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# 12.

## Alan Chave (alan@whoi.edu)

Thomas Herring (tah@mit.edu),
http://geoweb.mit.edu/~tah/12.714
Today’s class
• Concentration Problem:
– Signals that are near time and band limited
(Chapter 3, PW) (Subject appears again when
linear time-invariant filters and multi-taper spectral
estimation are covered)
– Generation of Slepian functions - Discrete Prolate
Spherical Sequences (DPSS)
• Fourier theory for discrete time and discrete frequency
– Fast Fourier Transform (FFT)

## 04/18/2012 12.714 Sec 2 L05 2

Concentration Problem: Discrete
• Concepts of the width of functions has been
previously covered. We also showed that only a null
function can be both band and time limited. Question:
What types of functions have small widths in the both
time and frequency domains?
• Original work done by Slepian (1978)
• We will define a measure of concentration such that a
large value will represent functions that concentrate
their power in either limited time or frequency range.
The question then is for functions that are band or
time limited, what function generate the most
concentration in the other domain.

## 04/18/2012 12.714 Sec 2 L05 3

Concentration
• Given a real or complex sequence {gt} with t=1 (Nyquist
frequency 1/2), we have
¥ ¥ 1/ 2
-i 2 pft 2 2
G p ( f ) = å gt e Parseval's Theorem å g t = ò G p ( f ) df
-¥ -¥ -1/ 2
N ¥ W 2 1/ 2 2
Define a (N) = å g t and b (W ) = ò G p ( f ) df
2 2
2
å gt 2
ò G p ( f ) df
t=0 -¥ -W -1/ 2

## • The quantities 2 and 2 measure the amount of power in either a

finite amount of time or bandwidth.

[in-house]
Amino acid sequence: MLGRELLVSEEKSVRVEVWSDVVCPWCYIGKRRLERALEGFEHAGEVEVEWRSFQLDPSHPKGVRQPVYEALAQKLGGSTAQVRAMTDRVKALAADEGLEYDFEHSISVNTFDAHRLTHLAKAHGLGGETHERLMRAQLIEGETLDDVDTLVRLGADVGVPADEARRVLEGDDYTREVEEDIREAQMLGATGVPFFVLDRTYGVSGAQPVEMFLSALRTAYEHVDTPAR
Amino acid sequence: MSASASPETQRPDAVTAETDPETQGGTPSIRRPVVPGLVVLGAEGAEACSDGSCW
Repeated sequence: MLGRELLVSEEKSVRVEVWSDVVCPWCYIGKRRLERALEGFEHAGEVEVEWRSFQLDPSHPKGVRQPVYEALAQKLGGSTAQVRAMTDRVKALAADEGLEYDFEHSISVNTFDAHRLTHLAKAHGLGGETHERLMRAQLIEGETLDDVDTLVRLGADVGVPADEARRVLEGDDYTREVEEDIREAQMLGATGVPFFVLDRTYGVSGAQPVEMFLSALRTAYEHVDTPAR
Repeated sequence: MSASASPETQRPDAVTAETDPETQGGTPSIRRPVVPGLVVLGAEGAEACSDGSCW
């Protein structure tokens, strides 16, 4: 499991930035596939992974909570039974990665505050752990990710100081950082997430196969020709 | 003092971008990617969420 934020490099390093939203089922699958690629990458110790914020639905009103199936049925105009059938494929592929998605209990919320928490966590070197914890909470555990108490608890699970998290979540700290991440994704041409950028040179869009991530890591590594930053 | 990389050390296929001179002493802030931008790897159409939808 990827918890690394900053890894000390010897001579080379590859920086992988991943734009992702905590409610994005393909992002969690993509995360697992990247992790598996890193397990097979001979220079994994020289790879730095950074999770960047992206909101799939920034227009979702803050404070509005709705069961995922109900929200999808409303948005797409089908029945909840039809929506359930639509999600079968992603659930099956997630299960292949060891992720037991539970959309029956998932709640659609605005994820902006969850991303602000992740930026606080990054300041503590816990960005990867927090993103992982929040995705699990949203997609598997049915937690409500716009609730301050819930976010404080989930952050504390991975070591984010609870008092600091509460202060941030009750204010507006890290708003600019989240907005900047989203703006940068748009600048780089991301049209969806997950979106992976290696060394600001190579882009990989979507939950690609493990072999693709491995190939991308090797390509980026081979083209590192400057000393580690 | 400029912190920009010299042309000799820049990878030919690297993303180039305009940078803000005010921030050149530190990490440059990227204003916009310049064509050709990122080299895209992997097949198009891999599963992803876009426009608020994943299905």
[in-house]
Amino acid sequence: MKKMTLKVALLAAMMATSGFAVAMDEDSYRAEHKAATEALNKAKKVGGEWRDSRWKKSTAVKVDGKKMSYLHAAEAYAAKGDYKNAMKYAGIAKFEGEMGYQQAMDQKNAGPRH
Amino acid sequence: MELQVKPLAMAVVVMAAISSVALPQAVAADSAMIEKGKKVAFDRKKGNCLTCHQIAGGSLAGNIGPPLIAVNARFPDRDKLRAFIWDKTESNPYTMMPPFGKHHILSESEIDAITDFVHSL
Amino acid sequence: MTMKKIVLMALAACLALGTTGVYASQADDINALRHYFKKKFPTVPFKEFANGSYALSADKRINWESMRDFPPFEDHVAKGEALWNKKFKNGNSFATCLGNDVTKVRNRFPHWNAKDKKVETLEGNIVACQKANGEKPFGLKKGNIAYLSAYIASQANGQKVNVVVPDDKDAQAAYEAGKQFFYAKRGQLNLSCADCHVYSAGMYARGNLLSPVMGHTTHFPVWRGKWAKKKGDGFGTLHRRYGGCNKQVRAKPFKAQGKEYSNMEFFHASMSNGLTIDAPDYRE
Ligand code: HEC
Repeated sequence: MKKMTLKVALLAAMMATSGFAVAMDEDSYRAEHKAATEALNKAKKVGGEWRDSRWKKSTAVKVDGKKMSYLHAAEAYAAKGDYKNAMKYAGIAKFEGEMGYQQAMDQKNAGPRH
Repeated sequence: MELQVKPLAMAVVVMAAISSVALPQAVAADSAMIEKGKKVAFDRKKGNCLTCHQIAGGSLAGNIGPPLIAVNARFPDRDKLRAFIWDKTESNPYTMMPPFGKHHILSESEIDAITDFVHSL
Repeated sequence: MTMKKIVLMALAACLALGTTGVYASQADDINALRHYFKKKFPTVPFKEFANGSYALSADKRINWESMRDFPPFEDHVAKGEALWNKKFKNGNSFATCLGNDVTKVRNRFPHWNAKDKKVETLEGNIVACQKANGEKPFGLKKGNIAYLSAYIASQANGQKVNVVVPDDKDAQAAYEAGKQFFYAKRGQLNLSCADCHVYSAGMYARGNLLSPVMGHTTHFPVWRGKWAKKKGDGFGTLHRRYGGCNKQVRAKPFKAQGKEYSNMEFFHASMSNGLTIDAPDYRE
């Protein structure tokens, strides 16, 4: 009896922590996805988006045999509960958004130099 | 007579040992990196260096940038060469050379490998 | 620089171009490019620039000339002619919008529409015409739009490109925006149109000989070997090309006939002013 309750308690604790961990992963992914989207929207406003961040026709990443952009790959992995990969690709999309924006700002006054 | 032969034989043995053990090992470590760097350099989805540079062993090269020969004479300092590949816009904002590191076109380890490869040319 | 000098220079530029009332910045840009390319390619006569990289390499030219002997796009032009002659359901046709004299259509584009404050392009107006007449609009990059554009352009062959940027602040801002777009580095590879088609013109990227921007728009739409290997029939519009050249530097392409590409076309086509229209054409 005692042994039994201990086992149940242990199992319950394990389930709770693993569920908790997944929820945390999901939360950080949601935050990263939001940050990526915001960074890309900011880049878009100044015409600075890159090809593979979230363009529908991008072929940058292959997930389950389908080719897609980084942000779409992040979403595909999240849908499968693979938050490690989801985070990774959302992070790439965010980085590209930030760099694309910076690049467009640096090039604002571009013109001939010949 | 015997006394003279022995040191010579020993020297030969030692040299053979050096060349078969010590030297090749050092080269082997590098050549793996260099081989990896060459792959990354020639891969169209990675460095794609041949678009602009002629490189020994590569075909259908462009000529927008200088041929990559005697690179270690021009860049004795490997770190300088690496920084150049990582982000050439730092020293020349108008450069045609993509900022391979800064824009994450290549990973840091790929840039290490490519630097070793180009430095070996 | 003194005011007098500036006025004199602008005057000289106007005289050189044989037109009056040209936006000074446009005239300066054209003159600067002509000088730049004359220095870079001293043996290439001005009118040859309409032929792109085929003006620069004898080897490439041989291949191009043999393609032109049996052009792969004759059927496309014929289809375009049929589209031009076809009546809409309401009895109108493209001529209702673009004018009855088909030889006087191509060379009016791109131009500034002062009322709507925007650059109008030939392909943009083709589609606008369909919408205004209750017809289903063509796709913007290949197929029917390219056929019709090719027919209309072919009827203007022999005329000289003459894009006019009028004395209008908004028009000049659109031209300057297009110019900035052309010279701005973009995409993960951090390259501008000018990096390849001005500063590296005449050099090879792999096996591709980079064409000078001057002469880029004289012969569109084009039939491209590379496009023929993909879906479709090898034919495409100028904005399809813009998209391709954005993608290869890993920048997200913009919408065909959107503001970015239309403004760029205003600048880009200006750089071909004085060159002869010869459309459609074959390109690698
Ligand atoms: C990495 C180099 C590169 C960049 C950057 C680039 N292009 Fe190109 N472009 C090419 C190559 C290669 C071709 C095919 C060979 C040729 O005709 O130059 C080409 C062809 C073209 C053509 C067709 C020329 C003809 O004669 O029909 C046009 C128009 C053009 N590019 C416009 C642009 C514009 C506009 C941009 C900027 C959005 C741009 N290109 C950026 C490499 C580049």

• The concentration problems are: How large can 2 be for a band
limited signal (|f|≤W<1/2) and how large can 2 be for a time
limited (index limited for discrete case)

## 04/18/2012 12.714 Sec 2 L05 4

Concentration solution
• The derivation of the solution to the concentration problem is
from Slepian (1978) and is outlined pp 101-105 of PW
• Basic solution for the discrete time case is an eigenvalue
problem:
W N -1
ò å ei 2 pf [ t-(N -1) / 2]e-i2 pf '[ t-(N -1) / 2]U( f )df = lU( f )
-W t=0

## • With U(f) as the eigenfunctions and  the eigenvalues

• The eigenfunctions are orthonormal over [-1/2 1/2] and
orthogonal over [-W W]. There are N eigenvalues.
• The first 2WN eigenvalues are close to the 1 and the remaining
ones are near zero

## 04/18/2012 12.714 Sec 2 L05 5

Concentration problem
• The band-limited sequence that solves the first concentration
problem

1 W
gt = ò U 0 ( f ;N,W )ei2 pf [ t-(N -1) / 2] df ,t = 0,±1,±2
l0 (N,W ) -W
• The function Uk(.;N,W) is called the kth order discrete prolate
spheroidal wave function (dsswf) and the sequence {gt} is the
zero-th order discrete prolate spheroidal sequence (dpss). The
kth order dpss can be generated using the kth order dsswf.
• The matlab function dpss implements these Slepian sequences.
• PW discusses several methods for computing these functions.
All are variations on solving an eigenvalue problem.

## 04/18/2012 12.714 Sec 2 L05 6

Examples
• The following figures show examples of dpss’s for
values of N and W (N is number of data, W is
bandwidth).
• The matlab code that goes with this lecture shows the
method of calculation. Note: due to specific selections
of frequencies in the spectra, the power does not drop
completely to zero as it does in the text book figures.
• The figure show the first 4 order for N=32, W=4/N and
N=99, W=4/N.
• The final figure shows the eigenvalues for both cases
(2WN should be near unity which is these cases is 8)
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DPSS: N=32, k=0